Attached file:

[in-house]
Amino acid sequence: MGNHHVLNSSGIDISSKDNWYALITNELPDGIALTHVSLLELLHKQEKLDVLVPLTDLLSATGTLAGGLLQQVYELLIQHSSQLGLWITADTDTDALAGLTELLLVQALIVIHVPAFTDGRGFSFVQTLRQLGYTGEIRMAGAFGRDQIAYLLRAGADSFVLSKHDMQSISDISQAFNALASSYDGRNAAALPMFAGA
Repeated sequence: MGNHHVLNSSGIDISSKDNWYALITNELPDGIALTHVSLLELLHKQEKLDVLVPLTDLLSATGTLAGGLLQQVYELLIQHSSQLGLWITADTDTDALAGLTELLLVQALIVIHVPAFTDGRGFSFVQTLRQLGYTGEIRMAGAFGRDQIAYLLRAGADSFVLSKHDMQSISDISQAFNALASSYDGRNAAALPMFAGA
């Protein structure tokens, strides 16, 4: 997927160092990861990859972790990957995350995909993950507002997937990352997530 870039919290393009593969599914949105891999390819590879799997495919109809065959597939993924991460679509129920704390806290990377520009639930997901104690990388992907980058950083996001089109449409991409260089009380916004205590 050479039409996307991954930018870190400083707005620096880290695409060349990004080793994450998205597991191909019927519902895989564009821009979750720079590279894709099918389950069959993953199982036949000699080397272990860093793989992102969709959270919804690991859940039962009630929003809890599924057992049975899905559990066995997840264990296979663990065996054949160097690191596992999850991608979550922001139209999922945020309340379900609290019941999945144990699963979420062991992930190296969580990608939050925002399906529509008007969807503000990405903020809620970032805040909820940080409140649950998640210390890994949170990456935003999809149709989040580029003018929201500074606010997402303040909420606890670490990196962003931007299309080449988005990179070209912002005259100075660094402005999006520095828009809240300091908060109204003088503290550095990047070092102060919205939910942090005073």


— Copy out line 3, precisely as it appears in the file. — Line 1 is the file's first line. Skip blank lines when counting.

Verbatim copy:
Repeated sequence: MGNHHVLNSSGIDISSKDNWYALITNELPDGIALTHVSLLELLHKQEKLDVLVPLTDLLSATGTLAGGLLQQVYELLIQHSSQLGLWITADTDTDALAGLTELLLVQALIVIHVPAFTDGRGFSFVQTLRQLGYTGEIRMAGAFGRDQIAYLLRAGADSFVLSKHDMQSISDISQAFNALASSYDGRNAAALPMFAGA